A national political report has listed Gov. Bruce Rauner as the most vulnerable Republican governor running for re-election in 2018.
The Cook Political Report has put the Illinois governor’s race in the toss-up column for November 2018 as Rauner seeks a second term.
But Republicans say they’re confident voters will appreciate Rauner’s fight against tax increases and his efforts to improve the state’s economy.
In November 2018, 36 gubernatorial elections are set to take place around the country.
Rauner’s governorship is deemed the most vulnerable out of the 27 GOP governorships the Republican Party hopes to defend during the upcoming election cycle, the Cook Political Report said.
The analysis by Cook comes as Rauner and the Democratically-controlled General Assembly have been in a two-year budget impasse. Rauner’s approval rating has suffered amid the struggle to come up with a budget agreement.
“Rauner has been under siege for much of his term in a standoff with the Democratic-controlled legislature over the state’s budget — or rather the lack of one,” The Cook analysis said.
A poll conducted in March by the Paul Simon Public Policy Institute at Southern Illinois University Carbondale had Rauner’s approval at 35.8 percent. Democratic Speaker of the House Michael Madigan had an approval rating of 25.8 percent.
A poll released in April conducted by Morning Consult had Rauner’s approval rating at 42 percent.
Rauner has been under siege for much of his term in a stand off with the Democratic-controlled legislature over the state’s budget — or rather the lack of one.
The Cook Political Report
“As a Republican in a very blue state, Rauner is the most vulnerable incumbent seeking re-election next year,” The Cook Political Report said.
Despite the analysis and Rauner’s approval rating, the Illinois Republican Party remains undaunted headed into the 2018 election.
“Voters will have a clear choice next election between a governor fighting for reform and a Mike Madigan puppet who just wants to raise taxes and protect the status quo,” said Steven Yaffe, a spokesman for the Illinois GOP. “We are confident in the outcome.”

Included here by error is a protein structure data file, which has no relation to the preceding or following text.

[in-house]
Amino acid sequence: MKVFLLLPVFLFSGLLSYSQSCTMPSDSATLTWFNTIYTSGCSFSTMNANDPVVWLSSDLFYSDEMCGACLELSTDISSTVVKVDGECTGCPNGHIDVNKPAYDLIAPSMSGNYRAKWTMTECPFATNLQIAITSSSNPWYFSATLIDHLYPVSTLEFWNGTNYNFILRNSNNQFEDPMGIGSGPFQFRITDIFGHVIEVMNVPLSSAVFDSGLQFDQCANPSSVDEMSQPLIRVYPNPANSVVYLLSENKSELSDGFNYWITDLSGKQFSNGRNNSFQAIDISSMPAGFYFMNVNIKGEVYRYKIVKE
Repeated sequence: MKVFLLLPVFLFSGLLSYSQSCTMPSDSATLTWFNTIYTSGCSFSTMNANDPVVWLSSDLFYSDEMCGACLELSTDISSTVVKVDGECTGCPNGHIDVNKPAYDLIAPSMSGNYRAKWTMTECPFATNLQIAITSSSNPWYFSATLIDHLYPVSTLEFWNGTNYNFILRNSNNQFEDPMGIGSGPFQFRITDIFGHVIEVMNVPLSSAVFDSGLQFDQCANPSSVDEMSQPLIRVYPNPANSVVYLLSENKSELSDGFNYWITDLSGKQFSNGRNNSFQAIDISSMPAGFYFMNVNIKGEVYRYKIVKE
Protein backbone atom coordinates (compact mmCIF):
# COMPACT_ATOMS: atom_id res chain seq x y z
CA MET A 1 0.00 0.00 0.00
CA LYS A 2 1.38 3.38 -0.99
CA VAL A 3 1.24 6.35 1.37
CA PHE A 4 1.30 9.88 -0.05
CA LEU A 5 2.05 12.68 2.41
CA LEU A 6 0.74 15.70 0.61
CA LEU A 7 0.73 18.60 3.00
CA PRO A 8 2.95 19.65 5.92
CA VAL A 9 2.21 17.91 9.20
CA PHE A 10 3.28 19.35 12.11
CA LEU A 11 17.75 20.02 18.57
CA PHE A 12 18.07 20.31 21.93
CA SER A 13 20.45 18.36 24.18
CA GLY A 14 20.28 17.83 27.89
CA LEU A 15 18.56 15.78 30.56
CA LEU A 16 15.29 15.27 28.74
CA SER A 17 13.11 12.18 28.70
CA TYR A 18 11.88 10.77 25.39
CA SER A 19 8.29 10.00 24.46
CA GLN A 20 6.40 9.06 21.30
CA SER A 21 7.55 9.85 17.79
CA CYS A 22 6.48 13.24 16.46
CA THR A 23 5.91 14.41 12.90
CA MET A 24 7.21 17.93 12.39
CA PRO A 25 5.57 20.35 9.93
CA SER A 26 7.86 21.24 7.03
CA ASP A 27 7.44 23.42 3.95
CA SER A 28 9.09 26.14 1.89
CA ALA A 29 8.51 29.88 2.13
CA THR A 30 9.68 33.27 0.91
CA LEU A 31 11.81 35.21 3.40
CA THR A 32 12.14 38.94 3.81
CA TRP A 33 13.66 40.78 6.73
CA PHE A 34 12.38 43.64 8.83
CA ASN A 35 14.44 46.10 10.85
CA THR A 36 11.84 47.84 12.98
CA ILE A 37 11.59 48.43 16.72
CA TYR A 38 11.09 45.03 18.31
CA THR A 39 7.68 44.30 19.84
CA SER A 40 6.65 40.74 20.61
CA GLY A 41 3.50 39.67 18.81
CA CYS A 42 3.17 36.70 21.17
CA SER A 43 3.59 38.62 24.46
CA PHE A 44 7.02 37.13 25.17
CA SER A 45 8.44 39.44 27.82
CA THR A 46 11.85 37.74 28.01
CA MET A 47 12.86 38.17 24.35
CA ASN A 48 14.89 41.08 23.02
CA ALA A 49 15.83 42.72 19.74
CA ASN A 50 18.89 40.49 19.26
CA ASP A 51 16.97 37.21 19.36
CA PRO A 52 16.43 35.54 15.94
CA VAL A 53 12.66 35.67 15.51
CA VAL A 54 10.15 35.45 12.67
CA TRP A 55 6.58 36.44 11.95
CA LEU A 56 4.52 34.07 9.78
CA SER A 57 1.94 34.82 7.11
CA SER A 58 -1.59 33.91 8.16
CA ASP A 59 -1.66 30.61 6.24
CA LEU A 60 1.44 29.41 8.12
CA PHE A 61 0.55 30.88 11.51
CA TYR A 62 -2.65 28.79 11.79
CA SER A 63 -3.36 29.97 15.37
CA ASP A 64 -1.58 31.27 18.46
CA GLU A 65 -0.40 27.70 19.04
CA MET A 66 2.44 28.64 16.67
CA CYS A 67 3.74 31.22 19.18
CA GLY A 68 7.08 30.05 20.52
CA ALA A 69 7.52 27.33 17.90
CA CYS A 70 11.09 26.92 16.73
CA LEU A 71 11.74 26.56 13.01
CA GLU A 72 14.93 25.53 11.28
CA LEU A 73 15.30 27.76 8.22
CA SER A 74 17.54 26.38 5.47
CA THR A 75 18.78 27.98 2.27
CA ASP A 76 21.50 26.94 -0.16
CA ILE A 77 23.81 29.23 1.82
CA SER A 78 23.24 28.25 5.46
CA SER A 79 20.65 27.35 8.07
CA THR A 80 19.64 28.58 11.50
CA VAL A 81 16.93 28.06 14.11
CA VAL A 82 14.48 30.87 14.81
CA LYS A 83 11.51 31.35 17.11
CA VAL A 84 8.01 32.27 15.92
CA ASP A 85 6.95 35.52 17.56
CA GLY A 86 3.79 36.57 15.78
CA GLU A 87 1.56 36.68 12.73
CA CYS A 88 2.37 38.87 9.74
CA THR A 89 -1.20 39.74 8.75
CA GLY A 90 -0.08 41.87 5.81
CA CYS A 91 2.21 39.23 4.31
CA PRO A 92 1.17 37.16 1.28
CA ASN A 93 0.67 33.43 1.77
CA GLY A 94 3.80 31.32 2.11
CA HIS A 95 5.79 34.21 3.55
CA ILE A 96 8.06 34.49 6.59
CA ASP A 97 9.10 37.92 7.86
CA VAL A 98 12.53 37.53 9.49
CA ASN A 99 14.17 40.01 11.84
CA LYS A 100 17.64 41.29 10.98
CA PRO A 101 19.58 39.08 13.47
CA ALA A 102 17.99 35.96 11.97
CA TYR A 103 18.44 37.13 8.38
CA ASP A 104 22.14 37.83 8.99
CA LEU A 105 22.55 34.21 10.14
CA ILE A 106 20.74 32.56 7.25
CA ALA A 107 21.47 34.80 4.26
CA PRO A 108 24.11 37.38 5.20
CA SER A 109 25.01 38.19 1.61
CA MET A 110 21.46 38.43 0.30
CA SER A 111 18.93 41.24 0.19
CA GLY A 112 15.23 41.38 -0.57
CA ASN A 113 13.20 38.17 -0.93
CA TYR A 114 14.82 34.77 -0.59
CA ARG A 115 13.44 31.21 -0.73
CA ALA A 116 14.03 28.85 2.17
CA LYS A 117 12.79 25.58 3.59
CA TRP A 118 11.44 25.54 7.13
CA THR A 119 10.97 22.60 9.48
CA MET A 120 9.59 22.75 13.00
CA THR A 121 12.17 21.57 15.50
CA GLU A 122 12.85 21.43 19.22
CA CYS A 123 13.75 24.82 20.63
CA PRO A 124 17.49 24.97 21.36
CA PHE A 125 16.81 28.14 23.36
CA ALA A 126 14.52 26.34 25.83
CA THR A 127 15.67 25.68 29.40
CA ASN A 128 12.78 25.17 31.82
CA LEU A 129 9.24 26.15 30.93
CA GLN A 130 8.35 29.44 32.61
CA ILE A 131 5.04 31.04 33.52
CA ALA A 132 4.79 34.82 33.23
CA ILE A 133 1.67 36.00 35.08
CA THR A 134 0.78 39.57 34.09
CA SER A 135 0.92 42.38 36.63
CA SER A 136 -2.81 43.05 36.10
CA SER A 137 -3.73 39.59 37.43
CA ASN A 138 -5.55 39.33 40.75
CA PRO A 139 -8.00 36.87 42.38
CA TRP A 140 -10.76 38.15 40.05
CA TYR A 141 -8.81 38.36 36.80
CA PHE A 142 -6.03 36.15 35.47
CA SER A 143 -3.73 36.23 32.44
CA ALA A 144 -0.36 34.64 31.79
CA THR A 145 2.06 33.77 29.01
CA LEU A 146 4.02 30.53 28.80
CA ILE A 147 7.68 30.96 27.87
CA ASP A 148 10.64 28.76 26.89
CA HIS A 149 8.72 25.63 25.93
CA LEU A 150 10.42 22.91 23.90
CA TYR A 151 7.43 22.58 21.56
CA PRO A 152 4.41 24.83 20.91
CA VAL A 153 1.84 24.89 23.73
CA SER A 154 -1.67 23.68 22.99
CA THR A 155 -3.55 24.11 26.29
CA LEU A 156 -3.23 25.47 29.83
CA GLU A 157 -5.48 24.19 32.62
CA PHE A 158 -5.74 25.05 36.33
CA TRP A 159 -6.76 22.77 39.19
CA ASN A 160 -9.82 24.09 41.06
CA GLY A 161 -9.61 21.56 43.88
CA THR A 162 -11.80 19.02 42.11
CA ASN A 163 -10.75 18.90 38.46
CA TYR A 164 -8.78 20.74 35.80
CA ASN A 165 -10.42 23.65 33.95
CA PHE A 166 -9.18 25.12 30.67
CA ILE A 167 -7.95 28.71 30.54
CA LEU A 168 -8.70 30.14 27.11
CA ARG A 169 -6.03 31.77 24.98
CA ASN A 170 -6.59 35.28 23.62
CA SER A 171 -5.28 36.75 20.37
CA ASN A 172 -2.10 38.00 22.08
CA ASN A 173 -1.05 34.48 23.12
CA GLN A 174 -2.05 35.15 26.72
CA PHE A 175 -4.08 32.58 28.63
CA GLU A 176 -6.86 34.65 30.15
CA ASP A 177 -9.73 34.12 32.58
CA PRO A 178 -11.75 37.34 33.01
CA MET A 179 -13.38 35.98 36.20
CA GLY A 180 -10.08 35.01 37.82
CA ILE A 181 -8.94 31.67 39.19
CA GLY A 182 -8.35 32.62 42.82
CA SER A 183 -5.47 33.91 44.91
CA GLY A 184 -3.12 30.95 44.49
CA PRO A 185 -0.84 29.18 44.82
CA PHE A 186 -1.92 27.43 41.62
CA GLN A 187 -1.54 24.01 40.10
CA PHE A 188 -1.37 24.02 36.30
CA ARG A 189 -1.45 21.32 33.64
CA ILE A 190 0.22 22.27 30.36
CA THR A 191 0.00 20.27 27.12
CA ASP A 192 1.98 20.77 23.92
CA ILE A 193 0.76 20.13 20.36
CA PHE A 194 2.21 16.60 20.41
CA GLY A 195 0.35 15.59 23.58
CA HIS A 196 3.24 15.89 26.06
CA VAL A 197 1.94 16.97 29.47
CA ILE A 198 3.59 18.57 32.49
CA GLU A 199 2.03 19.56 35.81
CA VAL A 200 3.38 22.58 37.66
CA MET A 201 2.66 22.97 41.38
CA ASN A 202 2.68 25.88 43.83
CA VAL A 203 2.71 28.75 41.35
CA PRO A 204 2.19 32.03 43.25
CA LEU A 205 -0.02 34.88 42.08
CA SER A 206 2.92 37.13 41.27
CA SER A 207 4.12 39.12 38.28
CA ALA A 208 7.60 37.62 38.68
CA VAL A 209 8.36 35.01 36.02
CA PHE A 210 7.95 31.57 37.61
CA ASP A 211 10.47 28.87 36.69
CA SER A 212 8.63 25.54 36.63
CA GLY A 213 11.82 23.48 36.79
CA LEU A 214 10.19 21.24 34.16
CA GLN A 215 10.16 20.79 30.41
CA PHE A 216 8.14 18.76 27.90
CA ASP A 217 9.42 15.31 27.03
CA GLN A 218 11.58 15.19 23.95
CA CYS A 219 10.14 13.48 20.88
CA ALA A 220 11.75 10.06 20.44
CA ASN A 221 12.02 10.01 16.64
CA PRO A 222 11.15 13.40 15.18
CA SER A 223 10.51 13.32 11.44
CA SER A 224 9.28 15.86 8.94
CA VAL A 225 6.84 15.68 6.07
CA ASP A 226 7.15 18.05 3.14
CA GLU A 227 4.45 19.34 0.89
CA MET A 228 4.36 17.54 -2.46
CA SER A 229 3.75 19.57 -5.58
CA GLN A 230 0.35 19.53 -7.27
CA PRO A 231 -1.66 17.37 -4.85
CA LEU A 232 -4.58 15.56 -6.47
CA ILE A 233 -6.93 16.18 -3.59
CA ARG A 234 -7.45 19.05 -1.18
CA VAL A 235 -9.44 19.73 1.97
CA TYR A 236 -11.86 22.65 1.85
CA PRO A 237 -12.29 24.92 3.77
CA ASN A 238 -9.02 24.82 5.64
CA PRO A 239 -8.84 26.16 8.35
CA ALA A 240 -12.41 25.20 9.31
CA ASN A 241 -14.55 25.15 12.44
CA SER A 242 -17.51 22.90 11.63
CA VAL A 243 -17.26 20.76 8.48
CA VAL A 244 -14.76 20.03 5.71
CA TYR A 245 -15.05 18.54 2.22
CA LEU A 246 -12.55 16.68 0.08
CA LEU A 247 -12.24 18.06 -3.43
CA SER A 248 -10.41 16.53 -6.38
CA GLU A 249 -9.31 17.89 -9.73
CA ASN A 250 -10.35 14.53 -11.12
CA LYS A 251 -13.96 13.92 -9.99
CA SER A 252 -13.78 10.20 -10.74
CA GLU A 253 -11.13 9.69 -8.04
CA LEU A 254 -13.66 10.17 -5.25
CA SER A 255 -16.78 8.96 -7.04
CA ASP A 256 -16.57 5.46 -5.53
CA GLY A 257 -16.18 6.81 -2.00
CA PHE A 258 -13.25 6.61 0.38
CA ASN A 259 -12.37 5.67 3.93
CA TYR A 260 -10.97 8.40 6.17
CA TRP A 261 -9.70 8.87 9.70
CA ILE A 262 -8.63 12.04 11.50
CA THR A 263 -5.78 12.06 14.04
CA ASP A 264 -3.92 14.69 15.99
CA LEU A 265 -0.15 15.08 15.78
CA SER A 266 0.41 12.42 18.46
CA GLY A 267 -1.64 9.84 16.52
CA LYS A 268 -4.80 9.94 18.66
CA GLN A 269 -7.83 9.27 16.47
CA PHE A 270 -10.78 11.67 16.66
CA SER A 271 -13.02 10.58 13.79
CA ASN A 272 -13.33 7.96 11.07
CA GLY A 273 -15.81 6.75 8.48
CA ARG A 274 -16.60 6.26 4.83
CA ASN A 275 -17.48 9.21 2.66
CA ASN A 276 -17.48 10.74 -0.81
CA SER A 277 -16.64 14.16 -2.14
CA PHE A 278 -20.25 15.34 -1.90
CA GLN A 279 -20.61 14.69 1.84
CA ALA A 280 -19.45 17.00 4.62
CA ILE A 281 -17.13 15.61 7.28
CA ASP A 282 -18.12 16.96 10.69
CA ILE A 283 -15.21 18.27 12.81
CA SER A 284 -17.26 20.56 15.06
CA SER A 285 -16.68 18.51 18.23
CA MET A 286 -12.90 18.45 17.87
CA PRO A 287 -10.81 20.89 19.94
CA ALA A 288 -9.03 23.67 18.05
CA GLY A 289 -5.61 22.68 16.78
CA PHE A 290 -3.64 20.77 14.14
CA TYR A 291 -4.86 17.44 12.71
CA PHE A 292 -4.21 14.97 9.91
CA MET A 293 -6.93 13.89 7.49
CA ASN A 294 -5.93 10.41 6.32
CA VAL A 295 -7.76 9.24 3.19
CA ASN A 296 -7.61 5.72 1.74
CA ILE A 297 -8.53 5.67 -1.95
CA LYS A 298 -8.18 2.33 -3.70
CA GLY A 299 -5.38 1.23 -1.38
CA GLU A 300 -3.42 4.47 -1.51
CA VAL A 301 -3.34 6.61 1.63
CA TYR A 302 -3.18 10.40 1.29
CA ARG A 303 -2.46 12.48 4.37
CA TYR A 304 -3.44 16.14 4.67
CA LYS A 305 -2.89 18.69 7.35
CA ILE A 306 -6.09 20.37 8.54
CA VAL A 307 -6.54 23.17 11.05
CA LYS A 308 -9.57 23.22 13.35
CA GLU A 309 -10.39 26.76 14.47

Preparing for the general election, Rauner has put 50 million into his own campaign account. He also received a $20 million donation from hedge fund founder Ken Griffin.
Voters will have a clear choice next election between a governor fighting for reform and a Mike Madigan puppet who just wants to raise taxes and protect the status quo. We are confident in the outcome.
Steven Yaffe, a spokesman for the Illinois GOP
Democrats have lined up to run against the Republican billionaire.
The field for the Democratic nomination includes Chicago billionaire J.B. Pritzker, Chicago businessman Chris Kennedy, Chicago Alderman Ameya Pawar, Madison County Regional Superintendent of Schools Bob Daiber and state Sen. Daniel Biss, of Evanston.
Pritzker has put $14.2 million of his own wealth into his campaign fund.
“The frontrunner for the Democratic nomination is billionaire J.B. Pritzker, whose willingness to spend his personal wealth erases Rauner’s financial advantage,” the Cook Report wrote.
Having a candidate who can go toe-to-toe with Rauner’s financial resources is key to competing, said state Rep. Jay Hoffman, D-Swansea.
“I really wish it wasn’t that way. I think the money in politics is absolutely insane and (has) gotten carried away,” Hoffman said during a recent interview. “That’s all a result of the Citizens United ruling by the U.S. Supreme Court. That’s the playing field we’re playing on.”
Hoffman, who was among the St. Clair County Democrats to vote in favor of endorsing Pritzker for the Democratic nomination, said he expects Rauner to invest more money in the race.
“It’s going to take a certain amount of money to be able to compete. Rauner already has $70 million committed,” Hoffman said. “Knowing how much he makes a year, he’s probably going to commit even more. That shouldn’t be our first thought picking a candidate, but you have to be able to compete on that playing field. If you don’t have resources, you’re not going to be able to.”
He added, “I don’t think that means the individual has to be a person who’s a billionaire, but you’re going to have to raise a substantial amount of money to run against the hundreds of millions of dollars Rauner is going to spend.”